I see them mornings on my way to work: two young boys, two young girls, standing on the sidewalk dwarfed by their huge backpacks as they wait for the school bus with the sun barely up. And always, two moms hovering a discreet half-block away, watching their children handed off into the world.
What a complex and formidable task, transporting some 90,000 children safely to and from school in Hillsborough County, the nation's eighth-largest school district. And in the din of political squabbling that has become routine among school officials here, the transportation news of late has not been great.
Some of the conclusions from a consultant hired to assess the state of school transportation are sobering: A "gross underinvestment" in replacing a bus fleet that by the way is among the oldest in the state. Low morale, not enough qualified drivers and pay that's not competitive. Decisions to defer buying new buses are coming home to roost:
"The analysis indicates that the system has been stressed to the breaking point," the report says. "Either more funding must be provided or service delivery must be constrained. There is no other alternative."
Sobering, yes, but hardly surprising.
The focus on transportation following the death of a disabled student after a medical emergency on a school bus has brought a great hue and cry on these issues from transportation workers at focus groups and workshops. (Another of those workshops is scheduled for today.) School Board members who have kept focus on this, including Susan Valdes, deserve props here.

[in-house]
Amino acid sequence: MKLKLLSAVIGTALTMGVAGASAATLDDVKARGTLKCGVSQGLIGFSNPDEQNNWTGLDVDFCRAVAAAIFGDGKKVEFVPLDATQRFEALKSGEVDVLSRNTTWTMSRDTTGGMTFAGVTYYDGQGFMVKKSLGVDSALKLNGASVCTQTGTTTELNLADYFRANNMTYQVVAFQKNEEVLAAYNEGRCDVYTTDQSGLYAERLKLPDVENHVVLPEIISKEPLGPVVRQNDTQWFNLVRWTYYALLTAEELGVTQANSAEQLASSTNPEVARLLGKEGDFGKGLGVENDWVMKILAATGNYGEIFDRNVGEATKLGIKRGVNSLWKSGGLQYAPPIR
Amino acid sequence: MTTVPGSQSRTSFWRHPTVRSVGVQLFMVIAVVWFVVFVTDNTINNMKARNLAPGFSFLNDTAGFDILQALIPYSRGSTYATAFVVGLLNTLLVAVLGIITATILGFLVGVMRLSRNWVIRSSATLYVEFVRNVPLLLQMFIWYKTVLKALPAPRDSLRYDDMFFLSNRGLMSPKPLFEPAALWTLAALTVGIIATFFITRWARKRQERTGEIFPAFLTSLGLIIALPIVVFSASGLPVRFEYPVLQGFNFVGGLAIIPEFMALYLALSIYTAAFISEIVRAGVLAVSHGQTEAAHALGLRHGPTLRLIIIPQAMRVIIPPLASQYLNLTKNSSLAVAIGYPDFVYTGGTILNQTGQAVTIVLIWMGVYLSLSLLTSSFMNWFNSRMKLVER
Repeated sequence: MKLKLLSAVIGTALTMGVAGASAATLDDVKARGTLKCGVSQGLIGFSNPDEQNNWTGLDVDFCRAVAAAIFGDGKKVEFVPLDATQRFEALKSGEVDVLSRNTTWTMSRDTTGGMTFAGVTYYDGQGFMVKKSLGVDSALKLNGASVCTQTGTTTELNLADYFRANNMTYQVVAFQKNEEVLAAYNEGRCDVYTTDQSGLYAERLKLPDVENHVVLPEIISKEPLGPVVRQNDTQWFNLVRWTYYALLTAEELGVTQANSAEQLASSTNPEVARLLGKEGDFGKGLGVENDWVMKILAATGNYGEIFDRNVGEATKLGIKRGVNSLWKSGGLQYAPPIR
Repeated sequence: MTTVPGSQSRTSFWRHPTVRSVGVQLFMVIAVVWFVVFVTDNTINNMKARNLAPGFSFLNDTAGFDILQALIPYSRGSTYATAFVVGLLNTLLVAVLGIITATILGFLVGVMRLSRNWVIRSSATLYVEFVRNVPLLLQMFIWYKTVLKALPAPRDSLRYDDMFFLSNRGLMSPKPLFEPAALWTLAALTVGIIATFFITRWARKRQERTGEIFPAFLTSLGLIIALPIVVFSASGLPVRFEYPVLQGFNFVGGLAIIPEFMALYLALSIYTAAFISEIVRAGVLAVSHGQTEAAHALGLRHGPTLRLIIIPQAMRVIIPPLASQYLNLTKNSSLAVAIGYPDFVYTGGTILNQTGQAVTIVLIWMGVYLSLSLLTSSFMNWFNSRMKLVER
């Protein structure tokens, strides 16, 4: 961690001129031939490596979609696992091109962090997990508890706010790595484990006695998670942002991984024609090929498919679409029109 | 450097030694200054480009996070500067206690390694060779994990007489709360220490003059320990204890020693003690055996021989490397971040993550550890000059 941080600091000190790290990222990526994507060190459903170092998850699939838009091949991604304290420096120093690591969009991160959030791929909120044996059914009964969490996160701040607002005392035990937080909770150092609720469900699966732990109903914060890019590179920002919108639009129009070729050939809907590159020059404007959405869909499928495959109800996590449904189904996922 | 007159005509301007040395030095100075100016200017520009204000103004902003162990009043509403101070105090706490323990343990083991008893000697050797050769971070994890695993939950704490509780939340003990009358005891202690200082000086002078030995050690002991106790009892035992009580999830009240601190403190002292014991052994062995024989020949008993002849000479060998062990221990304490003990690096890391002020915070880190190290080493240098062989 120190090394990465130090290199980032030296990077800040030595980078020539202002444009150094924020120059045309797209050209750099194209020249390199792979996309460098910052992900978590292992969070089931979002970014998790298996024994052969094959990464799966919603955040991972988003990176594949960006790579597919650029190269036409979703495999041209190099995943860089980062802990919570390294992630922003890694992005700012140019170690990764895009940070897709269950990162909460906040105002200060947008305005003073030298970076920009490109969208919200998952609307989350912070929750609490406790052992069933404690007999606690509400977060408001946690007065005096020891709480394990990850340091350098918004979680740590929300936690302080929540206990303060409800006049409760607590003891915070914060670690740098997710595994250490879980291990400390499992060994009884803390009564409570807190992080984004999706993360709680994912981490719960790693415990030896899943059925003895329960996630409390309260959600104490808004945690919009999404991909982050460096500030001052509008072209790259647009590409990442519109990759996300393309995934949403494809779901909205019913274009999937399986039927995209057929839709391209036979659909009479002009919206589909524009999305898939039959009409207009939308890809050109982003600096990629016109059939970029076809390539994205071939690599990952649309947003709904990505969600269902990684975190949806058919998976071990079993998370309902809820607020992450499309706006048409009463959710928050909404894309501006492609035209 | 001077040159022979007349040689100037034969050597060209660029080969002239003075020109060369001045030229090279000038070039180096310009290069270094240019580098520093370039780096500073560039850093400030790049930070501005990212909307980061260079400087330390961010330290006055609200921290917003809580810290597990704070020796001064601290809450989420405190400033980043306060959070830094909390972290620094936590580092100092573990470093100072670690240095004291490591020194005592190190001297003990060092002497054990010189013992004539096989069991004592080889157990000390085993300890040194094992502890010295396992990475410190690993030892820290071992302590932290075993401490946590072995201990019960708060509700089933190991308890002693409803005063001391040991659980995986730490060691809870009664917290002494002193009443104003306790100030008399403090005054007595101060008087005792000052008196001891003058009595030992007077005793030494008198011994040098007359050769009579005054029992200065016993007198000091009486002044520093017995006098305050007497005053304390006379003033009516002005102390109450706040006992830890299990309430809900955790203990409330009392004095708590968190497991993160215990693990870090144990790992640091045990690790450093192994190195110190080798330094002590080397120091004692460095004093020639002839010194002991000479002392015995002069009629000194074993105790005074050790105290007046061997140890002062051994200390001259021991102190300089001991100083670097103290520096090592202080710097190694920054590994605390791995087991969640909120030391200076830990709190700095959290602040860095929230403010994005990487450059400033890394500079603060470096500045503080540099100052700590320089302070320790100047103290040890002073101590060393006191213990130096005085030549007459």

Unfortunately, it's also been fodder for long-standing power-struggles between some board members and their superintendent.
This week the Times' Marlene Sokol reported on a Westchase dad worried that a previous problem of buses so crowded that kids had to sit in the aisles on the way to Robinson High was happening all over again. He had photos, even. He reported that his elected board member, Valdes, one of the critics of the superintendent, "appeared more interested in charging the current administration with conspiracies that undermined the board's ability to get reliable bus bids."
He also blamed the board's current dysfunction and "its constant appointment of task forces rather than quickly addressing the district's most basic issues." Gotta love informed parents.
Valdes said she indeed suggested solutions. The bigger point is this: When it comes to problems with our school buses, we need action more than acrimony.
So this is promising: Superintendent MaryEllen Elia said without reservation last week that new buses will be bought "in a relatively short period of time." She has lately gone out to talk to drivers and even served up pizza and doughnuts. Call it PR, but there's something to be said moralewise for rank-and-file employees getting the ear of a higher-up over Krispy Kremes.
Monday, the concerned dad got assurances those overcrowded buses would get fixed.
All of which sounds like a start beyond the political squabbling that tends to overshadow the big picture around here schoolwise. Those parents who have to trust those buses with their children out in the world deserve at least that.